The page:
How to quote a website developed with WordPress

Charge per hour? By project? What do I include in the costs? This guide will help you consider the best way to charge for a WordPress website.

Charge per hour or project

To start, you can base yourself on what is usually charged in your country or in the country where you are going to work. Personally, the model I like the most is hourly, although it is usually tricky, especially if they are new clients, to convince them of this model.

What I like about charging by the hour is the luxury of working as projects progress without stressing out so much about a deadline. Of course, it is an art to accommodate the gaps in the agenda, and working on one project at a time will always be more optimal. But the latter is unrealistic.

Some clients know what they want, while others experiment with your time.

What is certain is that many customers want a final price as a product, not a service. How much does a website like this cost? They seek the certainty of tying you to a budget.

These are some project types: Landing page, Online store, and Page with several sections. Different sizes, but that’s not everything there is to consider.

How much they cost depends on how generic you will deliver the work or how personalized it is. If you team up with people who already know how to design on the web or for a particular platform, you can calculate easier and have more certainty.

Regardless of the charging model, charge extra since there are non-billable hours, such as meetings or research.

Those hours, as well as other expenses such as depreciation of your equipment or training, can be included directly in your cost per hour.

Registering everything included in your proposal and what is not helps make it increasingly more accessible for you to quote a specific type of project since, many times, some details get out of hand.

Standardize your processes

If you always use the same plugins and website builders, you become a specialist; you deliver faster and better. You are also more aware of the costs of the licenses that a type of project uses.

As far as possible, use technologies already integrated with WordPress to avoid plugins that complicate and slow down the system.

As for plugins, I’ll give you two examples: Contact Form 7 and Flamingo are a couple of free plugins that do their respective jobs well. Although they are not so friendly to the end user, they are very stable, and a vast community supports them.

I recommend Gutenberg / the WordPress Site Editor, as a website builder. You may have to learn CSS at first for granular details, but there is nothing to lose with this type of technology.

Consider donating to open-source software as part of your costs. There are ways to contribute, such as helping with language translations, reporting bugs, making suggestions for improvement, leaving a review, or providing support in the help forums.

Include extra costs

The taxes and commission of the tool you use to receive your payments, especially from abroad, can cause your accounts not to turn out well.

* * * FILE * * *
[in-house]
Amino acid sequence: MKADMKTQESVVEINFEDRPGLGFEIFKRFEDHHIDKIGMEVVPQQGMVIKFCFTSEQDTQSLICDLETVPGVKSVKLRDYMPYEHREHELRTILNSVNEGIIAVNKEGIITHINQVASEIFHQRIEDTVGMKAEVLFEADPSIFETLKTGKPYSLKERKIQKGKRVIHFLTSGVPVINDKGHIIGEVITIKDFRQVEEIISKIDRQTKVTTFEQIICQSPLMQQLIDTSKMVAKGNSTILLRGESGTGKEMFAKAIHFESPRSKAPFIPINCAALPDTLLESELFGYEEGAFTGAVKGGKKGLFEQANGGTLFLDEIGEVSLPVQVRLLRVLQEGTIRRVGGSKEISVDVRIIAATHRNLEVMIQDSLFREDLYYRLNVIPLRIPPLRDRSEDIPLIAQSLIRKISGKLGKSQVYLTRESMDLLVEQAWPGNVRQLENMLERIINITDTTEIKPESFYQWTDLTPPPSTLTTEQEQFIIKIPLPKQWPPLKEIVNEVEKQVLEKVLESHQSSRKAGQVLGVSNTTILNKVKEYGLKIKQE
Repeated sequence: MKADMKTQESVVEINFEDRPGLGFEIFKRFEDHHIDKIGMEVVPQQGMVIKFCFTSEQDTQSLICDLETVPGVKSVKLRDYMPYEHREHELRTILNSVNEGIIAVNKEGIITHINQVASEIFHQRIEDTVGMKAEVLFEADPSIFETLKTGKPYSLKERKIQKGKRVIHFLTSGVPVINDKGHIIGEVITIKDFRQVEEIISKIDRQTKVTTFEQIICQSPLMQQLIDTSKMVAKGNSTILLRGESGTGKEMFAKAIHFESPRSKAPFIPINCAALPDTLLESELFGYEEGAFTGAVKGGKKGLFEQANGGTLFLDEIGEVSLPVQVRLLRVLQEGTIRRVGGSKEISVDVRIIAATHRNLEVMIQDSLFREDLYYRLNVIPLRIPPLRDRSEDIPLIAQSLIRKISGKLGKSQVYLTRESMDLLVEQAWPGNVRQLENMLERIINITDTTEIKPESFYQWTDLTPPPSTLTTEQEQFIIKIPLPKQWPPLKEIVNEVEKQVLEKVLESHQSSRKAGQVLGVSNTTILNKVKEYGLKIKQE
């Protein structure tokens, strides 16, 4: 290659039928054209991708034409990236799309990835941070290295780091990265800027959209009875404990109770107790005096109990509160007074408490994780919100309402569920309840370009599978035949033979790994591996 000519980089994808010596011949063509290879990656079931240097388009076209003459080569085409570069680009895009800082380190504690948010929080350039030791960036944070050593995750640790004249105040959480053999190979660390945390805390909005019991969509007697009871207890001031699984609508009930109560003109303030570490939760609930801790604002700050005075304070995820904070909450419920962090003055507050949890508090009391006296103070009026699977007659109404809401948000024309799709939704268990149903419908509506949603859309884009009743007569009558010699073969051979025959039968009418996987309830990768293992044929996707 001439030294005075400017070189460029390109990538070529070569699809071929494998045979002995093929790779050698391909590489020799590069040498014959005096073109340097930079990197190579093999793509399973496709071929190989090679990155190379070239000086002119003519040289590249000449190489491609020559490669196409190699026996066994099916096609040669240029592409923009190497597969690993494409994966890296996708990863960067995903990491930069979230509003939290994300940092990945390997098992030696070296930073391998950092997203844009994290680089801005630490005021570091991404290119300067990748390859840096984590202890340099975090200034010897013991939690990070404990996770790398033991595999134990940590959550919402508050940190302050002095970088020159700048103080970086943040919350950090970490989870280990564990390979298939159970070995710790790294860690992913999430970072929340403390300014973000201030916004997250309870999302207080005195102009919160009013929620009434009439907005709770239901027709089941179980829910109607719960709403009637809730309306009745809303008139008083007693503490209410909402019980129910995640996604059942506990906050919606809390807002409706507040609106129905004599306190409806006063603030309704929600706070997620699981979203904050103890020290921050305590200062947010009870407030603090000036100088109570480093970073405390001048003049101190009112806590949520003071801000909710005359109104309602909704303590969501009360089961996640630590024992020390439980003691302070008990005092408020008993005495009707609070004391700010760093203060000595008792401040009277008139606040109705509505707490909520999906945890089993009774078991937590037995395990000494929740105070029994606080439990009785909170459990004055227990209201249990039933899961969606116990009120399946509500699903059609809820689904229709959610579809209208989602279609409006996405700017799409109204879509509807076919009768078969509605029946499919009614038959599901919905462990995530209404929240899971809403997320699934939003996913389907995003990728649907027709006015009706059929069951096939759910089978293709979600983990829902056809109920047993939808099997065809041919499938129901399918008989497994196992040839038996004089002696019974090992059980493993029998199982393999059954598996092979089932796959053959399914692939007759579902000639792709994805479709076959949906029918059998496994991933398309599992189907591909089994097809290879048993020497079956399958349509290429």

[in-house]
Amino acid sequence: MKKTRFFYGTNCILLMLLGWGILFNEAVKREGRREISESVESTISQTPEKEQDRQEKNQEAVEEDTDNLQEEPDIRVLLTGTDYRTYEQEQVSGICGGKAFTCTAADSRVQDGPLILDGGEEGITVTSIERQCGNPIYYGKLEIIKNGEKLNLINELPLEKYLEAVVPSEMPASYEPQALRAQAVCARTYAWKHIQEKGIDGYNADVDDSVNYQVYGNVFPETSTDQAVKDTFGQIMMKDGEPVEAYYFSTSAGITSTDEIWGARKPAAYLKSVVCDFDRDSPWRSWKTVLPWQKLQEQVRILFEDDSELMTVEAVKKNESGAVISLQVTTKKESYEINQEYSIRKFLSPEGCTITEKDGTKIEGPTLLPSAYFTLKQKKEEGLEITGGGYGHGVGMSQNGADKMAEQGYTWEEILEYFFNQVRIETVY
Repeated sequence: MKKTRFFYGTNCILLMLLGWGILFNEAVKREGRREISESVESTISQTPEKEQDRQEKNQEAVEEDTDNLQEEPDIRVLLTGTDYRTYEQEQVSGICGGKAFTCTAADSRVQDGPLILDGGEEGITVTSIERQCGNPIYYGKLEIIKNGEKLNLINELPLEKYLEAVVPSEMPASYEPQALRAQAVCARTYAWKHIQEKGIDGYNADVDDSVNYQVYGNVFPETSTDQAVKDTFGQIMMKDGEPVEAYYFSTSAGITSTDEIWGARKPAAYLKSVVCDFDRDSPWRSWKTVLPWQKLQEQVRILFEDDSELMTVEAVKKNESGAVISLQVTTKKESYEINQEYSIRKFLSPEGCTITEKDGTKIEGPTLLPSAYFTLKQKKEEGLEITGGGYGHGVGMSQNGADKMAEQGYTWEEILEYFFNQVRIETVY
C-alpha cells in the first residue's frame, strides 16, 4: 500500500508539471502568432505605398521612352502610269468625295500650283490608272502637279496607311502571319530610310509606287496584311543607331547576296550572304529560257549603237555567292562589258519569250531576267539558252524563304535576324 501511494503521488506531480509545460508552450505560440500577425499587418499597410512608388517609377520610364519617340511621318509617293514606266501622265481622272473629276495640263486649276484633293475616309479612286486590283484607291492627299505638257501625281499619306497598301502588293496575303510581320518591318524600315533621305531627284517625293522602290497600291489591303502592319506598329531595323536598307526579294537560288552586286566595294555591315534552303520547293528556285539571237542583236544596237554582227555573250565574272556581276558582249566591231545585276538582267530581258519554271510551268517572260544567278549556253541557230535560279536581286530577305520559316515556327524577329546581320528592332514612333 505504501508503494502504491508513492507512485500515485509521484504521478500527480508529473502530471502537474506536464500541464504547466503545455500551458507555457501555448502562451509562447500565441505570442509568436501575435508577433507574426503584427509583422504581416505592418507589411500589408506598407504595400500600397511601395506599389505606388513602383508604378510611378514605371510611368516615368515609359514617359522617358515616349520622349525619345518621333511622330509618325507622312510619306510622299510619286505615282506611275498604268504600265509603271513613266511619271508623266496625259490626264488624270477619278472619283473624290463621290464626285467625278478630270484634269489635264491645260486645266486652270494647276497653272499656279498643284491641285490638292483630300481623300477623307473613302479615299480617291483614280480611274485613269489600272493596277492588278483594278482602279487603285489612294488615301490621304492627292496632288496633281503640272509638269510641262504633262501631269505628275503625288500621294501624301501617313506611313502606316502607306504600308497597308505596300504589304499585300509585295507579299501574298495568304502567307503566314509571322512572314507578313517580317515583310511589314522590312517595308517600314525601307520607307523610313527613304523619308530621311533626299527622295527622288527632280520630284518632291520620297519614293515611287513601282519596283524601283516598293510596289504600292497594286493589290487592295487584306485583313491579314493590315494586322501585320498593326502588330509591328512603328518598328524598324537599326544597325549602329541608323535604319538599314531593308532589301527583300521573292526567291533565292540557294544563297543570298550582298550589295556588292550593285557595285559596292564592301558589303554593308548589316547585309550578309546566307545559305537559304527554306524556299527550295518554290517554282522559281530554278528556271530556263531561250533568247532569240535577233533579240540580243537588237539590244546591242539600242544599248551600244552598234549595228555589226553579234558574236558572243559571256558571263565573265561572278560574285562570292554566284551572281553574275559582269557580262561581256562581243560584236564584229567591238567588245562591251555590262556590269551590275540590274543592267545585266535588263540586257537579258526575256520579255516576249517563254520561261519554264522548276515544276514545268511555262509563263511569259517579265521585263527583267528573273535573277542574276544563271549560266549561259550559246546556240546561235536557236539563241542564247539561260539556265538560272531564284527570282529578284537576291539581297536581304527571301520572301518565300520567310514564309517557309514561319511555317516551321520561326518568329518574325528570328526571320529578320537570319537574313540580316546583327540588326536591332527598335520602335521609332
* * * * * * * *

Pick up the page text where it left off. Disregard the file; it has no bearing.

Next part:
Make it clear what things you are charging for so you can negotiate unforeseen expenses and not have to absorb them.

I’m not a big fan of giving discounts. Chris Lema recommends asking your customer for a list of what the project competition includes. Being a professional, you know how to charge and include what the client asks of you and what you know their project will need. You will surely do more work than the competition and be chosen. If not, it’s not worth the customer.


What makes you different from others? The more competition there is, the more we can become more replaceable.

Competing on price is very complex unless we compete with a market with a more developed economy than our country.

Having fewer quality clients rather than working in volume is the way to go. The most straightforward and repetitive projects can be delegated to a work team to focus on building a good portfolio.

Maintenance and hosting

They are for a later stage of development, but if taken into account from the beginning, they can generate a continuous income. The hosting platform is essential because its learning curve can lengthen your work hours inefficiently if you don’t know it.

No one better to maintain a site than the person who developed it. I still think it is best to charge by the hour to attend to the project according to its specific needs, remembering that a website is a living thing. Still, these activities are sold more efficiently by a package of hours.

Optimizations, backups, and audits are some of the post-sales activities you can offer your clients, sometimes achieving a continuous income.

How much to charge?

It depends on the complexity of the project, your market, trajectory, the delivery time, and the costs generated.

The question should be when to charge. Get paid as soon as possible and always in advance. I heard somewhere that a reasonable advance payment should be enough to finish the project and be satisfied even if you do not receive the final payment.

Jos Velasco.

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